Violin Sonata spectacular at Lower Hutt: Hall and Muir

Chamber Music Hutt Valley; Amalia Hall (violin) and John-Paul Muir (piano) 


Sonata for violin and piano: Mozart’s in E minor, K 304; Fauré’s No 1 in A, Op 13; Brahms’s No 1 in G minor, Op 78; Debussy’s in G minor, Lesure 140


Lower Hutt Little Theatre


Tuesday 10 August at 8pm


The second to last in the concert series of Lower Hutt’s chamber music organization featured two young musicians, still in the midst of studies, now overseas. Yet their programme made no concessions to youth and imagined inexperience for both players have played together, sporadically, for at least three years and are much at ease on the recital platform.


Before I proceed however, it is worth noting the amount of music, particularly chamber music, that happens outside of Wellington city itself. All of it deserves the attention of those who live in other parts of the metropolitan area; one of the reasons for my quitting reviewing for the Dominion Post was its ban on the coverage of performances outside the city, along with other frustrations.


There is the particularly successful, and often adventurous series at Waikanae, a smaller but excellent series at Upper Hutt and the quirky Mulled Wine concerts at Paekakariki which sometimes extends beyond the strictly ‘classical’ field. With train services reasonably convenient for Upper Hutt and Paekakariki, and soon for Waikanae (but sadly not for Lower Hutt), there need be no fear of traffic or parking problems.


The Lower Hutt Little Theatre is a more attractive venue than it was; the piano does have certain shortcomings but the acoustic should not be subjected to the sort of comment that I sometimes hear. It is clear and lively.


We heard four sonatas, all central to the repertoire. The Mozart is one of a Paris-published set that follows a two-movement pattern, copying the form from composer Joseph Schuster. For the 22-year-old, it shows amazing confidence and maturity: minor key, more than usual prominence to the violin, with invention and treatment of melodic ideas with strength and individuality.


Nevertheless, Amalia Hall played her opening phrases with studied diffidence and hesitancy alongside the bold and confident piano of her partner. Yet as they played together he modified his dynamics to match hers. It’s not to say her playing is routinely self-effacing, for it was often full-bodied and generous, and always alert to the needs of every phrase, with scrupulous use of vibrato. In fact her vibrato showed her attention to the emotion and meaning of every phrase; it was not simply a routine shake.


John Paul Muir performed some kind of unusual rhythmic turn in the very first bars of Fauré’s sonata that hinted at a slip, but I remained uncertain of what I heard. There was no doubt about is feeling for this music however, in which he again applying clearly contrasting dynamics to his role in response to the violin’s needs. The piece is filled with the seductive melody that Fauré lavished on his early works, and the pair played rhapsodically, taking every chance to discover fresh nuances; and especially in the slow movement Muir evinced an endless curiosity, constantly seeking to find what might be behind the plain notes on the page. Dynamic delicacy led him to give occasional emphasis to certain notes, making the accompaning violin part even more interesting and charming. I felt there was more exploratory curiosity than plain ‘vivo’ in the scherzo movement. Here I wondered at the odd blurred note from the piano, whether its action is a bit heavy to respond reliably to soft, fast repeated notes; and there were a few blemishes in the last movement from the piano.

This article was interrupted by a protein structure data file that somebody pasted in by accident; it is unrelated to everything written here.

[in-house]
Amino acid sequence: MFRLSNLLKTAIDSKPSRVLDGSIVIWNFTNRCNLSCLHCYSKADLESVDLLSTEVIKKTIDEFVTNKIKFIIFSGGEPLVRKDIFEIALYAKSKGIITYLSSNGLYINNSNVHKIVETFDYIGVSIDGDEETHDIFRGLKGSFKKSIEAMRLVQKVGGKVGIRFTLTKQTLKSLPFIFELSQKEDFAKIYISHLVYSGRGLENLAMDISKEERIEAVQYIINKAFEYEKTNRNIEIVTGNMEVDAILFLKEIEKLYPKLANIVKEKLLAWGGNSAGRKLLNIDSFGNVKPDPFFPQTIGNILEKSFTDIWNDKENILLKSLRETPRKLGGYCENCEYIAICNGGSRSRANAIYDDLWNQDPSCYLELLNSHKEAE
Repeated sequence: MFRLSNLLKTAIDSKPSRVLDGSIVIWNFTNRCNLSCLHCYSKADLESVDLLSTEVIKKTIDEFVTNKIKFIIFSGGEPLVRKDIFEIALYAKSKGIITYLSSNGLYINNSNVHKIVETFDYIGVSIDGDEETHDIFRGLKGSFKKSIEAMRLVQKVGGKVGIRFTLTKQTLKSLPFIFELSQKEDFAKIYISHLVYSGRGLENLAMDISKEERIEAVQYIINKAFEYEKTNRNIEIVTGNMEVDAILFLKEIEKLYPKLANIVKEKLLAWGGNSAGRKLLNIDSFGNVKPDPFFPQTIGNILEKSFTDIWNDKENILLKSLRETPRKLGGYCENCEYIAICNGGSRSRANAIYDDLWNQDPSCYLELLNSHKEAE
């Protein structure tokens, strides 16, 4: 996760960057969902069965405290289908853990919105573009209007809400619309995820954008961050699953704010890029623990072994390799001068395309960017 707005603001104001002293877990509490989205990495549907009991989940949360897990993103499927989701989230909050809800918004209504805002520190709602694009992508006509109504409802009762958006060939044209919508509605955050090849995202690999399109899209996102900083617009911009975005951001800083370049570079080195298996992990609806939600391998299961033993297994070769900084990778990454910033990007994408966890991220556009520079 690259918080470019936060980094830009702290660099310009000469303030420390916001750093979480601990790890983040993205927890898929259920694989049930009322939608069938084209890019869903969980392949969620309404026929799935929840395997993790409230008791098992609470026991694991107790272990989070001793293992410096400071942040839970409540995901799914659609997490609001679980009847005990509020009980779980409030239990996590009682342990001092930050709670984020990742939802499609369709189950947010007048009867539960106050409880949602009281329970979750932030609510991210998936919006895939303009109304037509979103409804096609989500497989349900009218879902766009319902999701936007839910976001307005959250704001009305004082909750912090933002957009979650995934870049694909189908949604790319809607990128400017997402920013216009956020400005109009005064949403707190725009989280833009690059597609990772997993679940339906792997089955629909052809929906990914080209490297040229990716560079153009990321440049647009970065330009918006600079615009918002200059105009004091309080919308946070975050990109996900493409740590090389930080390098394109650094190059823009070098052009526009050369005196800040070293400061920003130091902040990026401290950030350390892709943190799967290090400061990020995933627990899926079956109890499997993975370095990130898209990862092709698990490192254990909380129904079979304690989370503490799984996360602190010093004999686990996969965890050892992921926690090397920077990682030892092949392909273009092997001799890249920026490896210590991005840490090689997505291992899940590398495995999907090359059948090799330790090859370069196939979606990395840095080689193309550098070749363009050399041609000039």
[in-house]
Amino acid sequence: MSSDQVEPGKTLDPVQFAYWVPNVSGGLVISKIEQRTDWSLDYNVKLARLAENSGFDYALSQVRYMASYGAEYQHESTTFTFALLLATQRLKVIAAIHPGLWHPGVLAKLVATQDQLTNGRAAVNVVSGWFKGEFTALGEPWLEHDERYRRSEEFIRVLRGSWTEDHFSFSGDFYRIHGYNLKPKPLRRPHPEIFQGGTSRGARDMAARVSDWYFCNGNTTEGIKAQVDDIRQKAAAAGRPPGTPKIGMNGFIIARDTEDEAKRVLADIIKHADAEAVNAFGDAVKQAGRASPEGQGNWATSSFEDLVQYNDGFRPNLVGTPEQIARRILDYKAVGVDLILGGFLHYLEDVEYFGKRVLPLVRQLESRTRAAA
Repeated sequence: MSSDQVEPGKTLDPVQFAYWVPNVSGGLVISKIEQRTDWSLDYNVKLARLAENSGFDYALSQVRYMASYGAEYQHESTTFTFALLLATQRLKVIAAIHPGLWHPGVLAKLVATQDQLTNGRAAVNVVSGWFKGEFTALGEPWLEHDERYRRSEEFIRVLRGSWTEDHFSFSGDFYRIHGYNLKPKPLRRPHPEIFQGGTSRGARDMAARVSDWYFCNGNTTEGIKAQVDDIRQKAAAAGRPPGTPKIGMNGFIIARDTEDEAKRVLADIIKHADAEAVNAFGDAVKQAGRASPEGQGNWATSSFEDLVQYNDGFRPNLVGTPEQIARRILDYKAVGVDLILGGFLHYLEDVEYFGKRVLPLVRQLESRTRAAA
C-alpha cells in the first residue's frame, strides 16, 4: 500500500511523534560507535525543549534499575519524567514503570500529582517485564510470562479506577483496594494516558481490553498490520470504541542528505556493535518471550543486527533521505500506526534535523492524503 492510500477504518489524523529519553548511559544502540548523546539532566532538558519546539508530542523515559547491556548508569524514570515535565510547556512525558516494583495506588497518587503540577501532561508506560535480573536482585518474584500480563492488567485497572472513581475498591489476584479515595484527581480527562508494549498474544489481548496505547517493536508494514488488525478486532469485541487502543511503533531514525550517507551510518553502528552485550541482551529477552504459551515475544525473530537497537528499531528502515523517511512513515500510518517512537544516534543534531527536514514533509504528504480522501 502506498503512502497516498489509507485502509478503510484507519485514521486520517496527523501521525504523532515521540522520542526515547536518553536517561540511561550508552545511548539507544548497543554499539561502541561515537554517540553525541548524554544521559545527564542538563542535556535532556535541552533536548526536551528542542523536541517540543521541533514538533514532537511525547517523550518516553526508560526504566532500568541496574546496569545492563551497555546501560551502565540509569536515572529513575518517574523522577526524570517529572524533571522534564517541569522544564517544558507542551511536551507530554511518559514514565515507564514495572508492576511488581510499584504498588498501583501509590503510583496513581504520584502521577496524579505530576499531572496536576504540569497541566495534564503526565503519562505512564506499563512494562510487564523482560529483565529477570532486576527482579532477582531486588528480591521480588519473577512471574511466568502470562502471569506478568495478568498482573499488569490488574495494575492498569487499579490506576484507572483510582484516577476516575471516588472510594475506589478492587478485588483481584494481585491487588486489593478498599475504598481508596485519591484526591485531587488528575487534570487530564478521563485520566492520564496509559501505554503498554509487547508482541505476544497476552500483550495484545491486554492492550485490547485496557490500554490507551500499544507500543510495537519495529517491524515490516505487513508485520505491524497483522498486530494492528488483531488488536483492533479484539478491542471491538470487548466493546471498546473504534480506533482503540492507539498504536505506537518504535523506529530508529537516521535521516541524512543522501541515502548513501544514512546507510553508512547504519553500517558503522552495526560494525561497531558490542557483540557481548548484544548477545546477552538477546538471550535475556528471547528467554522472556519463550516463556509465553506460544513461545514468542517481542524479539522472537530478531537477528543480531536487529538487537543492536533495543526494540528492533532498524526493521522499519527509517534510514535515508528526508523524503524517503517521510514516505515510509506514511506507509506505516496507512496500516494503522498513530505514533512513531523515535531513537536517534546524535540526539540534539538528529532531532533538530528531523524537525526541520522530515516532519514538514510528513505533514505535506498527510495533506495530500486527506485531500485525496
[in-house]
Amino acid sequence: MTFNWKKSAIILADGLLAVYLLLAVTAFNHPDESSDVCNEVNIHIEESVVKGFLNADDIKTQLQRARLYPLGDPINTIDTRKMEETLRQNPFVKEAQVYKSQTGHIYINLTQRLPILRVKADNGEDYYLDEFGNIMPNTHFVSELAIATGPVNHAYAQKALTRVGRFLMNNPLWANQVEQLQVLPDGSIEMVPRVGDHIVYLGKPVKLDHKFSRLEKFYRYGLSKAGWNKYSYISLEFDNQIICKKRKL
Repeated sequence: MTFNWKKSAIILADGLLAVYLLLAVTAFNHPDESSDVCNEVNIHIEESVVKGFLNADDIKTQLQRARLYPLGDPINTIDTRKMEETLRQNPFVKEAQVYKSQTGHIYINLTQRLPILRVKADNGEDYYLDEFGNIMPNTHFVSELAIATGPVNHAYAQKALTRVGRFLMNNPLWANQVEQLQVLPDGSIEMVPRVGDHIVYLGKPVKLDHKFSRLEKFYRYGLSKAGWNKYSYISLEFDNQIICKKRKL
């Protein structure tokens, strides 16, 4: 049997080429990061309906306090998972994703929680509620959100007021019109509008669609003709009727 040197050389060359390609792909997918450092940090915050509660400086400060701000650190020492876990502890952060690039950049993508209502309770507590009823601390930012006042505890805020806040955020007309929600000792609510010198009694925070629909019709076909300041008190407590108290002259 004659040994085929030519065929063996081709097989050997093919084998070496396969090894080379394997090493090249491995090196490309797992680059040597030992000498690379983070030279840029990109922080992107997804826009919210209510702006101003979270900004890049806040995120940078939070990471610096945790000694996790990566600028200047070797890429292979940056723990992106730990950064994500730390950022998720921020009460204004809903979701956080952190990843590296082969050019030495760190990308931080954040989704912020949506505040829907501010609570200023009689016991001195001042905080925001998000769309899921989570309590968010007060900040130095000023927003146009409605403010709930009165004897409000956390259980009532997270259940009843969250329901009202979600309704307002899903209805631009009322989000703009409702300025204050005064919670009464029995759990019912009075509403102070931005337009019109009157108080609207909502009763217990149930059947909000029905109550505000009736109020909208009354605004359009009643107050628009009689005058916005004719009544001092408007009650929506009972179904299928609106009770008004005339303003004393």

The order in the printed programme of the sonatas in the second half was reversed. They played first the Brahms, then Debussy.


If Fauré was the French Brahms (as has been remarked, with that disagreeable hint of German condescension), then let me call Brahms’s first violin sonata, with its rhapsodic charm, a work of the German Fauré.  Much as Muir’s playing was imaginative and filled with an exploratory sense, there were times when his penchant for emphasis of particular notes and phrases was misplaced, and I felt that here a difference of maturity was evident; the shy, quieter passages were not what they might have been.


In the second movement Hall captured its profound meditative beauty, and the last movement which is no bold heroic finale, was again the opportunity to be touched by her ability to sustain long melodic lines filled with genuine emotion.


I found myself, first, simply filled with wonder at the remarkable assurance and level of melodic and rhythmic originality in Debussy’s sonata, hardly paying attention to the playing itself. Happily, it dawned on me that my wonder at Debussy was the fruit of the performance itself. It (the composition) was assured and confident because, even in pain, Debussy’s genius did not desert him and his sure feeling for shapes and harmonies created something that sounds perfectly inevitable and natural even though it had moved so far from the sounds of most of his contemporaries: even in the terrible war years that distressed Debussy so profoundly.


Though the piano was still inclined to overemphasis, it became clear why they had decided to end with Debussy. For the playing by both artists captured the playfulness of the Intermède, and the restrained animation., the scintillating finale, was an uplifting experience, filled with gaiety, flippancy, wonder and breathlessness (to borrow from the programme notes).


Just in case the audience were in any doubt about sheer virtuosity, they encored with Sarasate’s Gypsy Dances, which was overwhelming, evidence of the violinist’s skill as well as her sheer musicianship.



Leave a Reply

Your email address will not be published. Required fields are marked *